Category: academic writing

The problem with the ‘gap in the literature’

In this cross-post Pat Thomson explores how an approach based around filling a gap in the research or literature can be problematic and how approaches based on different wording can align research more clearly to the contexts in which it matters. Gap t…

In defence of writing book reviews

David Beer argues that reviewing allows us to put collective knowledge ahead of individualised contributions. I recently read Benoît Peeters’ fantastic biography of Jacques Derrida. Looking back upon the working practices of Derrida and his contemporar…

Joining the ‘great conversation’ – The fundamental role of annotation in academic society

Annotations can often be seen as an interruption, something to be expunged from carefully maintained library collections and the version of record. However, drawing on their research and writing practice, Remi Kalir and Antero Garcia present a differen…

Why, When and How? 10 Tips for Academic Book Reviewers

Professor Fleur Johns offers 10 rules of thumb that have guided her own reviewing efforts and may prove helpful to others working on book reviews, or thinking of doing so, in the course of their academic lives. A recent experience prompted me to reflec…

Paragraphs and Propositions

This cross-post forms part of a series on the “substance of the craft” of scholarly writing on Inframethodology blog at the Copenhagen Business School Library. Inspired by by Wayne Booth (co-author of The Craft of Research) and Oliver Senior (author of…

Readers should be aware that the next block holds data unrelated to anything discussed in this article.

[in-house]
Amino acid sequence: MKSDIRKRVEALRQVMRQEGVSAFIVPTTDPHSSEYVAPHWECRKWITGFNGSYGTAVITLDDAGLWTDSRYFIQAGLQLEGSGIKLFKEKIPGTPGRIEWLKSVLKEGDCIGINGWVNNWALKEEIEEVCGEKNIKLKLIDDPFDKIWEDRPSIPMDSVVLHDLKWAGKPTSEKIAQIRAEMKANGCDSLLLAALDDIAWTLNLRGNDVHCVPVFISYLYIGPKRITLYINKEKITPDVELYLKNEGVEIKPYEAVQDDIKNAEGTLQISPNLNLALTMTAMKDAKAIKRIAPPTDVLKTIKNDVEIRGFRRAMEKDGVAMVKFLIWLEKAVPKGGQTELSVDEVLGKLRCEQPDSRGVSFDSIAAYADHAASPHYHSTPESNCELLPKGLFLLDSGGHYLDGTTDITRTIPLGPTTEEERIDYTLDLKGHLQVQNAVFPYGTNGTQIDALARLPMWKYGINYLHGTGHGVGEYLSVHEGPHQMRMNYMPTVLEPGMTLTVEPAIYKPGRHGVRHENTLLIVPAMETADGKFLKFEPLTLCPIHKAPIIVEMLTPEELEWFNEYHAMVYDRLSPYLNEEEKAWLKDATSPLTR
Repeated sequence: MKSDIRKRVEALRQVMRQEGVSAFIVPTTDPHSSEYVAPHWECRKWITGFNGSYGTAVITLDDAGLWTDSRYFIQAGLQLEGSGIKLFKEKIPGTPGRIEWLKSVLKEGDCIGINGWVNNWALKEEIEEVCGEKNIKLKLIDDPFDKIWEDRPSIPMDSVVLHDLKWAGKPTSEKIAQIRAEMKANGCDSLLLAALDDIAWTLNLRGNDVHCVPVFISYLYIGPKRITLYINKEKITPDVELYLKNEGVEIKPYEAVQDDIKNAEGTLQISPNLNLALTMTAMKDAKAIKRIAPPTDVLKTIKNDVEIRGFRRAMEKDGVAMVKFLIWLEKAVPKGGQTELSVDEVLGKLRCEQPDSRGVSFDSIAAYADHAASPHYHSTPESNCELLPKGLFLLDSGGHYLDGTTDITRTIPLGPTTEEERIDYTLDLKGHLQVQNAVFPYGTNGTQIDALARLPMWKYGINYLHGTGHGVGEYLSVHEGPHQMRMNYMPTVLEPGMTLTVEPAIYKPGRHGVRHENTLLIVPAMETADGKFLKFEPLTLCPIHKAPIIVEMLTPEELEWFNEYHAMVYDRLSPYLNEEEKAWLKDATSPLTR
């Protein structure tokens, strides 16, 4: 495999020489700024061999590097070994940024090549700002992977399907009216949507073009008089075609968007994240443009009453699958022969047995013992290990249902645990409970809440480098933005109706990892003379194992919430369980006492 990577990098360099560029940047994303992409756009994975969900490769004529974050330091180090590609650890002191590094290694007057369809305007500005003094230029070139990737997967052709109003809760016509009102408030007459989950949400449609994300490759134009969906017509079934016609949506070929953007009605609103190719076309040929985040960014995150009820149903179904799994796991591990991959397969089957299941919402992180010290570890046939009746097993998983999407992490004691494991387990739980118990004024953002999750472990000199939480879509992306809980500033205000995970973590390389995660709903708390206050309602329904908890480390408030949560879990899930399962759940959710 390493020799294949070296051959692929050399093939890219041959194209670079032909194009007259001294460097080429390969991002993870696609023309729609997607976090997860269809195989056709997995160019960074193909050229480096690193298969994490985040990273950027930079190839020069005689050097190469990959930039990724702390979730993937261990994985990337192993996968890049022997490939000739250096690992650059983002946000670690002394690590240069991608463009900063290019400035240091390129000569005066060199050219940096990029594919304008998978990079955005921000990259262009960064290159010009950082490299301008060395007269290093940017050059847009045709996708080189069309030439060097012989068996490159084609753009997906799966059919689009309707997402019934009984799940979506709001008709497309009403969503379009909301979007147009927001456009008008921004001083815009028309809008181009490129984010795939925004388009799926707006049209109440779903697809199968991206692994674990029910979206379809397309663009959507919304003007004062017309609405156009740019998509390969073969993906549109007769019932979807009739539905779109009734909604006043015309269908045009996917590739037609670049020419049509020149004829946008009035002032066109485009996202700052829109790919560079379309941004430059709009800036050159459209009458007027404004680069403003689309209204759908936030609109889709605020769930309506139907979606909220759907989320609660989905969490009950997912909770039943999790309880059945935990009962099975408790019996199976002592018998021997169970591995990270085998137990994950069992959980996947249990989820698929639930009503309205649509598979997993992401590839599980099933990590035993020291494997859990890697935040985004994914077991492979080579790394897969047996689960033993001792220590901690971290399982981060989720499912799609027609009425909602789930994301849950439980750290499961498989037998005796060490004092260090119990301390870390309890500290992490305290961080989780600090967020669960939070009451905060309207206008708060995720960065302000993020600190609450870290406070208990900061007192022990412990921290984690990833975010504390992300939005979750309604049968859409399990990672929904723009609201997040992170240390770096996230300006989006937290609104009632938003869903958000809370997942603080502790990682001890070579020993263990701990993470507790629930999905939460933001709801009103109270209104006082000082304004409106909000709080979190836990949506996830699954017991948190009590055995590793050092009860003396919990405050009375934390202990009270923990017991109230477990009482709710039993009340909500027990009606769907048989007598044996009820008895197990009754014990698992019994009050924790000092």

A simple guide to ethical co-authorship

Historically the single authored paper has been a mainstay of social scientific and humanistic research writing. However, co-authorship is now for many social science disciplines the default mode of academic authorship. Reflecting on this, Helen Kara, …

Writing fiction as scholarly work

Writing for academic publication is highly stylised and formalised. In this post Rob Kitchin describes how writing fiction has shaped his own academic praxis and can provide scholars with an expanded range of conceptual tools for communicating their research. “The usual approach to writing an academic article or book is to produce a factual, discursive narrative that … Continued

Author Interview: Q and A with Dr Phillipa K. Chong on Inside the Critics’ Circle: Book Reviewing in Uncertain Times

In this author interview, we speak to Dr Phillipa K. Chong about her recent book, Inside the Critics’ Circle: Book Reviewing in Uncertain Times, which takes readers behind the scenes of fiction reviewing, drawing on interviews with critics to explore the complexities of the review-writing process within a broader context of uncertainty. This review originally appeared on LSE Review … Continued

“But I’m not ready!” Common barriers to writing and how to overcome them

Writing a thesis can feel overwhelming. In this post, Hugh Kearns and Maria Gardiner are here to help. They detail the common reasons why PhD students tend to avoid writing and counter them with strategies to counter procrastination and perfectionism. Your thesis is probably the biggest writing task you will ever undertake. It can feel … Continued